China to crackdown on trafficking in 'foreign brides'

Mon Sep 15, 2014 1:30am EDT
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BEIJING (Reuters) - Chinese police will clamp down on websites that sell men group tours to meet "foreign brides" in Southeast Asian countries, as the practice leads to human trafficking and prostitution, the state-run China Daily reported on Monday.

The newspaper noted several so-called "marriage brokerages" were active in Vietnam, promising young women introductions to rich Chinese men from big cities, whereas many victims ended up duped into being "sold" as brides to villagers in rural China.

"Some cross-border marriage brokerages or websites have been publishing tempting advertisements to introduce Vietnamese brides for cross-border marriages, but most involve kidnappings," Wang Ying, an official with the Ministry of Public Security responsible for combating human trafficking, was quoted by the newspaper as saying.

"Once their client takes a liking to a foreign girl, they cheat her and persuade her to have a wedding in Vietnam, then charge their male client 30,000 to 50,000 yuan ($4,900 to $8,150) as a service charge," said Wang.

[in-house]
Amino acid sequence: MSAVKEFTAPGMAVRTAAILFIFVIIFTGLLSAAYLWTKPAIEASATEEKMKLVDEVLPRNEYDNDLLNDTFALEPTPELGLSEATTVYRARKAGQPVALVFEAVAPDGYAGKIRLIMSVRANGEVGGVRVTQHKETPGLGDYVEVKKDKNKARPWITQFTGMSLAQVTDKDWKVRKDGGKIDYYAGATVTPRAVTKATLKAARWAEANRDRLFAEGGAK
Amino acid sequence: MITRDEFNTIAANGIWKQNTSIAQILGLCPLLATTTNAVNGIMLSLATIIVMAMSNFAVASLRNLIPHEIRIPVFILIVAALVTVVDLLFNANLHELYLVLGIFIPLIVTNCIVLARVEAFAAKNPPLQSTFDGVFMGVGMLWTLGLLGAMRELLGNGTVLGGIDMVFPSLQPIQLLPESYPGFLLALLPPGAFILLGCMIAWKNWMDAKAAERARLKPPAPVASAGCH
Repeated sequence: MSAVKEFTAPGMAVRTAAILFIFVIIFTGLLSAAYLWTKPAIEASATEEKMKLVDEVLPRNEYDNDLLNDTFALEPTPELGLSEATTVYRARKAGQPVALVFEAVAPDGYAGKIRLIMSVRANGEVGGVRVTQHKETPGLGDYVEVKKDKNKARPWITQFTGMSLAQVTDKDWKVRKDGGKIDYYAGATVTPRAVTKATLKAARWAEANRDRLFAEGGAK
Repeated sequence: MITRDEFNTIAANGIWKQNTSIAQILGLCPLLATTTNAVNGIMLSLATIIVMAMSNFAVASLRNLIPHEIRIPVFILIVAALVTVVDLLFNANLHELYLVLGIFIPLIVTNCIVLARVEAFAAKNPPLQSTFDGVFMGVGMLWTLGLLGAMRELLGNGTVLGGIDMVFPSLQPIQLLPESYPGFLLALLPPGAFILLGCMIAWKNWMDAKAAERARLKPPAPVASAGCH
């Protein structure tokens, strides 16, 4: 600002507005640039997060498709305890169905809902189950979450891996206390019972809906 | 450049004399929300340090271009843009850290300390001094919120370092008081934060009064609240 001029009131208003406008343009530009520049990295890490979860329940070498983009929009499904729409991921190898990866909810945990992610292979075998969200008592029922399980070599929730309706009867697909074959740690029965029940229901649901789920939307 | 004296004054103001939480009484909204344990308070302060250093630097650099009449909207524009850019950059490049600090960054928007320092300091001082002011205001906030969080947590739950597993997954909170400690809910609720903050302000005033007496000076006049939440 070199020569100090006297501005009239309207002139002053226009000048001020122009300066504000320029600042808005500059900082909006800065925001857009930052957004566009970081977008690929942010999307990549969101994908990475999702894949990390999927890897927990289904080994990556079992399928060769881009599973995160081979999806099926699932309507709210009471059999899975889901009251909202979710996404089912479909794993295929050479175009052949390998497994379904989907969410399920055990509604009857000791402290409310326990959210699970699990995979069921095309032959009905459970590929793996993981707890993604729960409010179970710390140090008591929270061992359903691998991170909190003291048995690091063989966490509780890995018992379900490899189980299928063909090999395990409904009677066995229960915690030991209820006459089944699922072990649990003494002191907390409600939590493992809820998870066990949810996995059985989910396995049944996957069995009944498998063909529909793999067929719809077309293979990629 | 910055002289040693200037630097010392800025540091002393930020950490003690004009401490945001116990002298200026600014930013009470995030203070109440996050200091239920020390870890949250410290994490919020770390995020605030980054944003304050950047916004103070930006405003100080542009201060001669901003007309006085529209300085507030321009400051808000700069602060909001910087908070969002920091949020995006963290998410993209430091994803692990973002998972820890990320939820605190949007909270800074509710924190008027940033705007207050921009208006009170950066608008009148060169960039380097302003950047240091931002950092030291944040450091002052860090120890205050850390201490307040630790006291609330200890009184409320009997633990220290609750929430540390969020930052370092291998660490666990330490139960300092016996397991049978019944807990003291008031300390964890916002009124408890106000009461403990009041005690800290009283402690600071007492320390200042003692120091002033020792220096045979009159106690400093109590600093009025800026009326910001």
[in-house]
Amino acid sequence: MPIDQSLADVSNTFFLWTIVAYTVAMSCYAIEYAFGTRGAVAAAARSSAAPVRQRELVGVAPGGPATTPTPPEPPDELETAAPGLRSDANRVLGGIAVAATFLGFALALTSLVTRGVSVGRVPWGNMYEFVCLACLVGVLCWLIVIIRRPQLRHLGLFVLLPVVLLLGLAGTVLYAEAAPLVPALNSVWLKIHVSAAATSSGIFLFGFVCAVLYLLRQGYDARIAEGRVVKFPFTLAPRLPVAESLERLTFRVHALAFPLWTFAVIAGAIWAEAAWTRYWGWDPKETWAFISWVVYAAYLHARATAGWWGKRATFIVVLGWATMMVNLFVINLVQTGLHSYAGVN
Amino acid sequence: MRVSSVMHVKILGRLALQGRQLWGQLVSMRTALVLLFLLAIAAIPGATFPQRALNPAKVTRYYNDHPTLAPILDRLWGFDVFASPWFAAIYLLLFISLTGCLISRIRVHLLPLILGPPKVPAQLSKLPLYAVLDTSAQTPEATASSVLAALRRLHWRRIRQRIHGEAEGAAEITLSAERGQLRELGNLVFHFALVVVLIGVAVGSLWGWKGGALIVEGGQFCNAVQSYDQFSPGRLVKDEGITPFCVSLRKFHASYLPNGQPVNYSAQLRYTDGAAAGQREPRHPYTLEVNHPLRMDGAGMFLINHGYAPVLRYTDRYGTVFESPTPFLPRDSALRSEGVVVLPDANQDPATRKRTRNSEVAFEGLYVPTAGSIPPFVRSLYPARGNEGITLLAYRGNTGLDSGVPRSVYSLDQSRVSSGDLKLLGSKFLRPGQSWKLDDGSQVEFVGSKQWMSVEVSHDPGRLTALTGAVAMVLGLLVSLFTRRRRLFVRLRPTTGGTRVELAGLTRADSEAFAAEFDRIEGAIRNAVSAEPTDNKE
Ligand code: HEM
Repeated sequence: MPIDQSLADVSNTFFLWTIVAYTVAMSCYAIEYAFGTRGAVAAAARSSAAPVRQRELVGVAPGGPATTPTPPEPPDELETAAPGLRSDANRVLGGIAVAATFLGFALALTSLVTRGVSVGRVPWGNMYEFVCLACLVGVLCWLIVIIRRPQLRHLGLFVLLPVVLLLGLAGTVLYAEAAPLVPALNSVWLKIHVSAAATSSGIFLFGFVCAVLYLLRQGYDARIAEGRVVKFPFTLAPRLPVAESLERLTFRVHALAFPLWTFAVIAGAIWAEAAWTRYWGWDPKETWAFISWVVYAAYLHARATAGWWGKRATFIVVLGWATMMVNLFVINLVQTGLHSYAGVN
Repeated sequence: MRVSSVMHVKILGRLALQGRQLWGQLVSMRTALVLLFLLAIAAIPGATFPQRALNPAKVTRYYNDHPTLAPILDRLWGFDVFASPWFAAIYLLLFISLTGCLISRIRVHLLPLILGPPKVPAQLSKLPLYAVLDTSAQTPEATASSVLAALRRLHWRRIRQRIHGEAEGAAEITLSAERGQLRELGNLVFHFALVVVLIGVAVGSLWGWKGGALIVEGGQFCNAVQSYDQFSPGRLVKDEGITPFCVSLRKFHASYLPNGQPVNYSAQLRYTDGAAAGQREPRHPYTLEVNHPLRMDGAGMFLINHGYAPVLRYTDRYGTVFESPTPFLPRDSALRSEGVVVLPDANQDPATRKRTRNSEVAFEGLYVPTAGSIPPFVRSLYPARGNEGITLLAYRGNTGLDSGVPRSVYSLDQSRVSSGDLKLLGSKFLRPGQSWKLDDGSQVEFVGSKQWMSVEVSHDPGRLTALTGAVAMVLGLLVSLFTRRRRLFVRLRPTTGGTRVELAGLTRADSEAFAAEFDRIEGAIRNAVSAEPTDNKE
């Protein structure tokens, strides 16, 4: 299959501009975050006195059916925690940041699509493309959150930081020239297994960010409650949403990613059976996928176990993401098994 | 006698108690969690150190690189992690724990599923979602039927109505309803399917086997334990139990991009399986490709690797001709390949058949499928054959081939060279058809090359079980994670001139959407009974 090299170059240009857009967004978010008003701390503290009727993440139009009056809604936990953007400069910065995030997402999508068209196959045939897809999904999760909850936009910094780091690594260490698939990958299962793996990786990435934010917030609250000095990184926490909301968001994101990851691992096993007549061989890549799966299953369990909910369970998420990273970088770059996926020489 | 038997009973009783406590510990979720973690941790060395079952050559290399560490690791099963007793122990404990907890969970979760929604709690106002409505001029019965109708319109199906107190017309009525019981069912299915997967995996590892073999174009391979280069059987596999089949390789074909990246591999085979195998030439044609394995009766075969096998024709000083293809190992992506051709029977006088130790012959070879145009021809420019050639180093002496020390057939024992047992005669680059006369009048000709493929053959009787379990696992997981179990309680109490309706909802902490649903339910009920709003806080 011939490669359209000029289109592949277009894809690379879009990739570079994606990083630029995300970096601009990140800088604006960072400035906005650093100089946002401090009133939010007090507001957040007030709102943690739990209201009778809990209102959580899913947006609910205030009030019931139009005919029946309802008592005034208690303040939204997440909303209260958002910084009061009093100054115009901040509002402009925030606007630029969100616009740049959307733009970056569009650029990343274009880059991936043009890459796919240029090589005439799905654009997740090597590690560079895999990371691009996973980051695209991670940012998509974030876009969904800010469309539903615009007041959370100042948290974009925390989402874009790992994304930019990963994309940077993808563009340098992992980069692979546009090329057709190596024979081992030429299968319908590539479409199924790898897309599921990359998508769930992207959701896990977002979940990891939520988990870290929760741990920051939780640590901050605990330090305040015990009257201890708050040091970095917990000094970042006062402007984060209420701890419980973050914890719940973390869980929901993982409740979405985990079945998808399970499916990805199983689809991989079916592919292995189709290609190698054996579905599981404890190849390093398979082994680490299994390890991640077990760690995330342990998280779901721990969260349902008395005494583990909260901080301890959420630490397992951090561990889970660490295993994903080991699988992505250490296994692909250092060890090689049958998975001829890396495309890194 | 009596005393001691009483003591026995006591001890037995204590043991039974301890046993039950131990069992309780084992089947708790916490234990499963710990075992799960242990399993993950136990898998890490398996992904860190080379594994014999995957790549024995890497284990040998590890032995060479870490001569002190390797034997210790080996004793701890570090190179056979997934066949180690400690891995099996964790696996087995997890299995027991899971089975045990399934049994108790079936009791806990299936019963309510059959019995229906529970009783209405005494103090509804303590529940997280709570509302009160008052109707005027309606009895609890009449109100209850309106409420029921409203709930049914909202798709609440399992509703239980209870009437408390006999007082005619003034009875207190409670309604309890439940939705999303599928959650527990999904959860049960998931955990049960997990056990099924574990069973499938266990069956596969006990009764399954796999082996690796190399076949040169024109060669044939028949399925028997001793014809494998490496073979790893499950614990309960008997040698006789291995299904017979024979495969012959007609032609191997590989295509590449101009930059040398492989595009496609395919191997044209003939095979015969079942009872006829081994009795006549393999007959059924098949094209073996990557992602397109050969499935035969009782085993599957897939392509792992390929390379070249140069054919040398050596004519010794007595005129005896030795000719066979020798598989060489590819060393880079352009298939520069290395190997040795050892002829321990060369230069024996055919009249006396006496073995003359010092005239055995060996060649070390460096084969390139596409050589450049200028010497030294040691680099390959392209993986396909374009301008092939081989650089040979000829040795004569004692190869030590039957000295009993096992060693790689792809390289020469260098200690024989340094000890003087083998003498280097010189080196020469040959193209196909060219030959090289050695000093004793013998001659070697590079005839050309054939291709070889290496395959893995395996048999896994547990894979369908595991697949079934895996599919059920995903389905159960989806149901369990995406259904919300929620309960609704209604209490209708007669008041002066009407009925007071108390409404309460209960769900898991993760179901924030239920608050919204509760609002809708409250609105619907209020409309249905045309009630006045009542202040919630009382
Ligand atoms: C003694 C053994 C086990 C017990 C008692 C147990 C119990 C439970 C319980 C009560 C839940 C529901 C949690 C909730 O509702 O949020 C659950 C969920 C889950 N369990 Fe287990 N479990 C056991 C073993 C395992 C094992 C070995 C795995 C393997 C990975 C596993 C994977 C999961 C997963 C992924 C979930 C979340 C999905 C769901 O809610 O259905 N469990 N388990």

The newspaper said some Vietnamese girls were forced to become prostitutes in coastal or border areas of China such as Guangdong province.

Wang said police would be step up vigilance to counter trafficking of foreign women, particularly at bus stations, docks, and small country roads and mountain passes that traffickers use.

Wang did not give an estimate of the number of women trafficked through such marriage agencies. In December last year, police in China's southeastern Fujian province busted a people trafficking ring, rescuing 28 Vietnamese women and arresting 62 suspects, most of whom worked at marriage agencies.

China's gender imbalance, the product of the government's one-child policy and illicit abortion of female foetuses due to a traditional preference for male heirs, has created a huge surplus of single men. The latest census showed that for every 100 female newborns there were 118 males.

(Reporting by Li Hui and Ben Blanchard; Editing by Simon Cameron-Moore)